Carbon removal startup Spiritus is helping Taylor Swift reduce her carbon footprint.
Over the weekend, Swift flew straight to Las Vegas from the Tokyo finale of her Eras tour to catch her boyfriend, Kansas City Chiefs tight end Travis Kelce, win the Super Bowl against the San Francisco 49ers. Los Alamos, New Mexico-based Spiritas estimated that about 40 tons of carbon dioxide were emitted during the 12-hour, 5,500-mile journey. On Saturday, the company announced that it would use its proprietary technology to capture an equal amount of carbon dioxide from the atmosphere to offset Swift's trip, in what could be a brilliant marketing stunt.
Considering current direct air capture carbon removal costs of about $600 to $1,000 per ton of CO2, Spiritus estimates the price tag for Swift's emissions is about $28,000. But CEO Charles Cadieux said it was all “worth it” given the huge buzz the move had generated not just for Spiritus, but for the wider carbon removal industry. Ta.
“This is one of those moments that brings global attention to Taylor's flight and emissions,” Cadieux said. “To your credit, people are somewhat skeptical about offsets. Just by moving that discussion to removal, we can get more public support for it, we can get more government support, we can get more government support. Companies will recognize the difference and realize that's where they stand.'' They should put money into it. ”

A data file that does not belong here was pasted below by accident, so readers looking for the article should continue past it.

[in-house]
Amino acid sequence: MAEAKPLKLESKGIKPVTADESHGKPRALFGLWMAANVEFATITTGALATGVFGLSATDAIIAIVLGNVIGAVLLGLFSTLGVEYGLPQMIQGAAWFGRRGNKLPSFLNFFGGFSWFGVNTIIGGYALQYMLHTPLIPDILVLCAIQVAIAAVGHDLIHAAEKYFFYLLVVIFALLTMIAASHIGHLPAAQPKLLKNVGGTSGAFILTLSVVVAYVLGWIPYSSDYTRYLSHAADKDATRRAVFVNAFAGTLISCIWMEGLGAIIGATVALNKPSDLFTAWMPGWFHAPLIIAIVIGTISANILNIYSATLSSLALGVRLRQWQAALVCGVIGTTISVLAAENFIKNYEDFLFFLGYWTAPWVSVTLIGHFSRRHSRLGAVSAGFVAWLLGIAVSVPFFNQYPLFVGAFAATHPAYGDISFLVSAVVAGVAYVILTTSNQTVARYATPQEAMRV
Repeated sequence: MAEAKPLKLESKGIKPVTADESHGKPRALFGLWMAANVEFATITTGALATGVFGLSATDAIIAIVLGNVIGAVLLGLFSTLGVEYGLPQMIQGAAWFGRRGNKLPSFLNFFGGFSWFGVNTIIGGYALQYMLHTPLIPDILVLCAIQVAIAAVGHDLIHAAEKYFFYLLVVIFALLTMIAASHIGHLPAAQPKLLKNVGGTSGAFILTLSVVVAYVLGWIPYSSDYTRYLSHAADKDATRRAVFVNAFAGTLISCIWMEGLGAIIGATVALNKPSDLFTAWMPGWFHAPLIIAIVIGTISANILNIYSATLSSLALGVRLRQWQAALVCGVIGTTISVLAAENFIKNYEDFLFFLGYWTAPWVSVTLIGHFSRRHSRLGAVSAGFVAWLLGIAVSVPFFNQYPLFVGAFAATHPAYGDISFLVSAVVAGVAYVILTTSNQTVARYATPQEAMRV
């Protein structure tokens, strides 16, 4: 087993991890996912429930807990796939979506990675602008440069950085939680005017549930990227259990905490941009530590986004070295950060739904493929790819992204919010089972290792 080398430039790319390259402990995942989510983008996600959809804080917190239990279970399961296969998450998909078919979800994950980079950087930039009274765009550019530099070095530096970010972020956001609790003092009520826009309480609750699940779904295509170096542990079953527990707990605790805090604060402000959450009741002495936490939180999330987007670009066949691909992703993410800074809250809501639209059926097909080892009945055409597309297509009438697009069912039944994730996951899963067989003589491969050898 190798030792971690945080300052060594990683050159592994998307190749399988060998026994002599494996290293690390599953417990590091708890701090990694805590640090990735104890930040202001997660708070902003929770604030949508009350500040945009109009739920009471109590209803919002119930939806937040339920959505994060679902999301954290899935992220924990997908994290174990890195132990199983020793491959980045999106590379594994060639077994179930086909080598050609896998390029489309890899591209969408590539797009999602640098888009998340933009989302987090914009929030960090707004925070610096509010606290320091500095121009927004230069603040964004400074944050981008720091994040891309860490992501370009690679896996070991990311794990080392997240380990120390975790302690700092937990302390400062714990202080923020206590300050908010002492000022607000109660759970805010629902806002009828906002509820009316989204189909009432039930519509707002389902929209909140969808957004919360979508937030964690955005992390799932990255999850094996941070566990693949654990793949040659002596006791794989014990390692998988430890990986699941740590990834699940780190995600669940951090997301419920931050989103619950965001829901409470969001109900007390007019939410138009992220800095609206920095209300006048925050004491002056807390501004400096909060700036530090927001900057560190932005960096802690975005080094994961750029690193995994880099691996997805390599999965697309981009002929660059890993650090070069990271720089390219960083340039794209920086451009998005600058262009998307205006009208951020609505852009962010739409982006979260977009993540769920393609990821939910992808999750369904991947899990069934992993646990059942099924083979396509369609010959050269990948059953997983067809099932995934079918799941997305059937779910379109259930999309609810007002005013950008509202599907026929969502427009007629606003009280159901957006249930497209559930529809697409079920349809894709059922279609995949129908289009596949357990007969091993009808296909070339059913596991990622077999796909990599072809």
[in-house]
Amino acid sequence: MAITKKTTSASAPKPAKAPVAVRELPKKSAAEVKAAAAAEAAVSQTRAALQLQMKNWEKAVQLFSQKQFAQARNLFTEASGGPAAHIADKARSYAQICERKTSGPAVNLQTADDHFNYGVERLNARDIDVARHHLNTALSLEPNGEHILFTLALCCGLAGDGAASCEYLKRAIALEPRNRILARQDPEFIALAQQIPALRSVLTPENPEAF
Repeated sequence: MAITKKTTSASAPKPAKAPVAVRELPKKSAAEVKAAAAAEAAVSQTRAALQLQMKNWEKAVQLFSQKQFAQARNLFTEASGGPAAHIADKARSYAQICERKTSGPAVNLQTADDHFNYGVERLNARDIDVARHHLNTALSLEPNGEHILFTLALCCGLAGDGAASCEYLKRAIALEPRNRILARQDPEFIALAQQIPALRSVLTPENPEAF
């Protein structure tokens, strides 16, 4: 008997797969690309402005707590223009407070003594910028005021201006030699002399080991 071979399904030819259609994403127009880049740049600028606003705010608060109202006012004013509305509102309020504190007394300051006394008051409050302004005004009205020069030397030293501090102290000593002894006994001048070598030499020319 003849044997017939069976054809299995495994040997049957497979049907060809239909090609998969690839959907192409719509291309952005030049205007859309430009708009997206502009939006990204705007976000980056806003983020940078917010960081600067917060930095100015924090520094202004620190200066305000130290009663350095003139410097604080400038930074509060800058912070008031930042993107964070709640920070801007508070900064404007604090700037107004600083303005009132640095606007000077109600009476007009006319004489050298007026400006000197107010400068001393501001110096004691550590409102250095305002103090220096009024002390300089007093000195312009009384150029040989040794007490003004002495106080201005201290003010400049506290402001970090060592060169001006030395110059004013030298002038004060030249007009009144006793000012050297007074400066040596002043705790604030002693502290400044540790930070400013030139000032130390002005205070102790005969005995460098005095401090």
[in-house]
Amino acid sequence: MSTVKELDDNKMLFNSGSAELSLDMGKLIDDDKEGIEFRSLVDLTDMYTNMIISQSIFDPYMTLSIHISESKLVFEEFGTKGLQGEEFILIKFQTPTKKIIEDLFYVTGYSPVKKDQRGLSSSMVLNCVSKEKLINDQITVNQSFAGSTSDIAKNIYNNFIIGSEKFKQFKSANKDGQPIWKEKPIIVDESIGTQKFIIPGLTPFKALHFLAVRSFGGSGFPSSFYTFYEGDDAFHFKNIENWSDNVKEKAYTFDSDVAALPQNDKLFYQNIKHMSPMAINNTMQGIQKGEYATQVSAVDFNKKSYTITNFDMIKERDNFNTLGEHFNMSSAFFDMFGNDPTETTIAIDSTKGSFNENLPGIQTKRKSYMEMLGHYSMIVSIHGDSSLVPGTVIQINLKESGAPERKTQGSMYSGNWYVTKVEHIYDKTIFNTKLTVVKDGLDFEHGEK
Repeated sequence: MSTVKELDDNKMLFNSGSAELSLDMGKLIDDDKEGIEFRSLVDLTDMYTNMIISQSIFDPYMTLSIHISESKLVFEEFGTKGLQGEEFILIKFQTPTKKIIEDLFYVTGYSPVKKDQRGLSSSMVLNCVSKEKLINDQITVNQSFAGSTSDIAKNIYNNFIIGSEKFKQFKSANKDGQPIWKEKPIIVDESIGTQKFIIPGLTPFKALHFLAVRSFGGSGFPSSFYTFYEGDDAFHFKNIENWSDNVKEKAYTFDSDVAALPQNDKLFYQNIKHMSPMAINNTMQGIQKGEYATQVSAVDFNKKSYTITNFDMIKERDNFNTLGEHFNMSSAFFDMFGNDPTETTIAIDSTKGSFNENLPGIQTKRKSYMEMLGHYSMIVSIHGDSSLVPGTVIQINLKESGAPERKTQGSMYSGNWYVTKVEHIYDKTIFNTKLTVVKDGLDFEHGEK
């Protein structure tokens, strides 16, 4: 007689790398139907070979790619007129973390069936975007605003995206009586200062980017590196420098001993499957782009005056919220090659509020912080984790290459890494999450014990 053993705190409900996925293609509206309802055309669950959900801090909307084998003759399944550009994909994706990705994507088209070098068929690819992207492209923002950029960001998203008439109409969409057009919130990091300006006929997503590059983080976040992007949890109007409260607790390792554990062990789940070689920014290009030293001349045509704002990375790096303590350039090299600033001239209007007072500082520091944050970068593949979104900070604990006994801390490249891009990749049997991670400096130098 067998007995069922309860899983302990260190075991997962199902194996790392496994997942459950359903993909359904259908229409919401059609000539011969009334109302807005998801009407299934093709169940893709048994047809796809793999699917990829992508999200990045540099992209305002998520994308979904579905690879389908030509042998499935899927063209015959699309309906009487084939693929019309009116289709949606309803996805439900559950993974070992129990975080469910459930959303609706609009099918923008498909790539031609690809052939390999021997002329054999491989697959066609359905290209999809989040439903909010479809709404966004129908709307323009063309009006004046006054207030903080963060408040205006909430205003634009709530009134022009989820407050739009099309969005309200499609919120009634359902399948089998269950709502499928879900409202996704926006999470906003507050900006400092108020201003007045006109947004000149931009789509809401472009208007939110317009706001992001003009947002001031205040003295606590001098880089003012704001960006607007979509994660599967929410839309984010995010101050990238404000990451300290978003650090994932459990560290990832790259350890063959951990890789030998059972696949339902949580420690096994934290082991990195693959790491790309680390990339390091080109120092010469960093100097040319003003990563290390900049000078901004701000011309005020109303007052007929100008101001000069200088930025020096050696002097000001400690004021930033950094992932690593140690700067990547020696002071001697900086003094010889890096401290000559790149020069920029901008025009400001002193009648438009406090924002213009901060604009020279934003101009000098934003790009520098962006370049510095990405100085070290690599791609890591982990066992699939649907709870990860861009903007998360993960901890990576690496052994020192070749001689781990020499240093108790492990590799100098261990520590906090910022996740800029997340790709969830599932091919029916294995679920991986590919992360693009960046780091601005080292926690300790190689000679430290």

Spiritus removes carbon directly from the atmosphere using what it calls a “carbon orchard” and materials known as “adsorbents” that pull CO2 from the atmosphere. Once the CO2 is removed, it is sequestered underground. Cadieux said Spiritus has a “very clear path to getting below $100 a tonne” in terms of price for carbon removal, but the company is not there yet, meaning Swift's That means the company's efforts are likely to still be costly, he said. Spiritus has raised $11 million in funding from VC firms including Khosla Ventures, an investor in DoorDash and Affirm.
For other companies looking to take a page out of Spiritus' marketing book and piggyback on big names like Taylor Swift, Cadieux advised them to stick to their core values.
“It's a great opportunity to get your name out there and be involved in these events, but it's important to keep in touch with your core self, like why you're doing it and how that action aligns with what you're trying to do. “You need to get back to the values of being 'to the world and how other stakeholders view your actions as net positive,'” he said.
Swift has been dogged by criticism over carbon emissions related to her use of private jets. News that her lawyer sent a cease-and-desist letter to a college student who was tracking the activities of celebrities' private jets and estimating their emissions further fueled the uproar. Her spokesperson said: washington post She had already purchased twice the amount of carbon credits she needed to offset her travel expenses for Elas Tours.
Carbon credits are different from carbon removal in that they allow businesses and individuals to purchase credits equal to their own emissions to fund efforts to prevent or reduce emissions. However, the carbon credit industry has come under fire, particularly for a lack of oversight.